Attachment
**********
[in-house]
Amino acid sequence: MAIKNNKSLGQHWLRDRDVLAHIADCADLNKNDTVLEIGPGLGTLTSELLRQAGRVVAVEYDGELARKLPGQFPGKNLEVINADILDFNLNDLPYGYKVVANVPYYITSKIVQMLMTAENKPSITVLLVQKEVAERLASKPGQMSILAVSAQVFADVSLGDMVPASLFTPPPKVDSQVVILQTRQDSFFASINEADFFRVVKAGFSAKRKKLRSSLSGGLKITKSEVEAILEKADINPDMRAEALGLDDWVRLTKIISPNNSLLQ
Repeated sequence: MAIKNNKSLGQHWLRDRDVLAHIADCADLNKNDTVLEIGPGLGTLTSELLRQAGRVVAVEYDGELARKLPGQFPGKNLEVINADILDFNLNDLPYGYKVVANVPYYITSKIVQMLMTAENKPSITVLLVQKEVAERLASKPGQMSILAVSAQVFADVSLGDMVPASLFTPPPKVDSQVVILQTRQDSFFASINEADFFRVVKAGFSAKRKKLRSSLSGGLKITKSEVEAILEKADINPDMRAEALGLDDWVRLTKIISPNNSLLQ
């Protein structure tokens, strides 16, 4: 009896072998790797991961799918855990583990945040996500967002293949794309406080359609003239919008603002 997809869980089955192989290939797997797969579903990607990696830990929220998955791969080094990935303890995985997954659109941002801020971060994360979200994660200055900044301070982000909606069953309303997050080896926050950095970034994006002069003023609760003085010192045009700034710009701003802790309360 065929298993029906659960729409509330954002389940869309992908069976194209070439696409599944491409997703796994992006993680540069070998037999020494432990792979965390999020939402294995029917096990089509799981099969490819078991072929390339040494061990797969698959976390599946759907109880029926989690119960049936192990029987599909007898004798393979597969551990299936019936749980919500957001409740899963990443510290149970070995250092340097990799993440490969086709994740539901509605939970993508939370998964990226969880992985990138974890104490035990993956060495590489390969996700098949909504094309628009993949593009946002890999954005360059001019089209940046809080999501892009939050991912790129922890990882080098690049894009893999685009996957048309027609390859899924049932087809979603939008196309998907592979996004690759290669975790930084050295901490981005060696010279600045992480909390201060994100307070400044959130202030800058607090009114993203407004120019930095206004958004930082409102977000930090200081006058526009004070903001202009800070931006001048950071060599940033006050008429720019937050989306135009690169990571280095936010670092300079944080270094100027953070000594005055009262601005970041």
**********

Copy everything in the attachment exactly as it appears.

[in-house]
Amino acid sequence: MAIKNNKSLGQHWLRDRDVLAHIADCADLNKNDTVLEIGPGLGTLTSELLRQAGRVVAVEYDGELARKLPGQFPGKNLEVINADILDFNLNDLPYGYKVVANVPYYITSKIVQMLMTAENKPSITVLLVQKEVAERLASKPGQMSILAVSAQVFADVSLGDMVPASLFTPPPKVDSQVVILQTRQDSFFASINEADFFRVVKAGFSAKRKKLRSSLSGGLKITKSEVEAILEKADINPDMRAEALGLDDWVRLTKIISPNNSLLQ
Repeated sequence: MAIKNNKSLGQHWLRDRDVLAHIADCADLNKNDTVLEIGPGLGTLTSELLRQAGRVVAVEYDGELARKLPGQFPGKNLEVINADILDFNLNDLPYGYKVVANVPYYITSKIVQMLMTAENKPSITVLLVQKEVAERLASKPGQMSILAVSAQVFADVSLGDMVPASLFTPPPKVDSQVVILQTRQDSFFASINEADFFRVVKAGFSAKRKKLRSSLSGGLKITKSEVEAILEKADINPDMRAEALGLDDWVRLTKIISPNNSLLQ
């Protein structure tokens, strides 16, 4: 009896072998790797991961799918855990583990945040996500967002293949794309406080359609003239919008603002 997809869980089955192989290939797997797969579903990607990696830990929220998955791969080094990935303890995985997954659109941002801020971060994360979200994660200055900044301070982000909606069953309303997050080896926050950095970034994006002069003023609760003085010192045009700034710009701003802790309360 065929298993029906659960729409509330954002389940869309992908069976194209070439696409599944491409997703796994992006993680540069070998037999020494432990792979965390999020939402294995029917096990089509799981099969490819078991072929390339040494061990797969698959976390599946759907109880029926989690119960049936192990029987599909007898004798393979597969551990299936019936749980919500957001409740899963990443510290149970070995250092340097990799993440490969086709994740539901509605939970993508939370998964990226969880992985990138974890104490035990993956060495590489390969996700098949909504094309628009993949593009946002890999954005360059001019089209940046809080999501892009939050991912790129922890990882080098690049894009893999685009996957048309027609390859899924049932087809979603939008196309998907592979996004690759290669975790930084050295901490981005060696010279600045992480909390201060994100307070400044959130202030800058607090009114993203407004120019930095206004958004930082409102977000930090200081006058526009004070903001202009800070931006001048950071060599940033006050008429720019937050989306135009690169990571280095936010670092300079944080270094100027953070000594005055009262601005970041």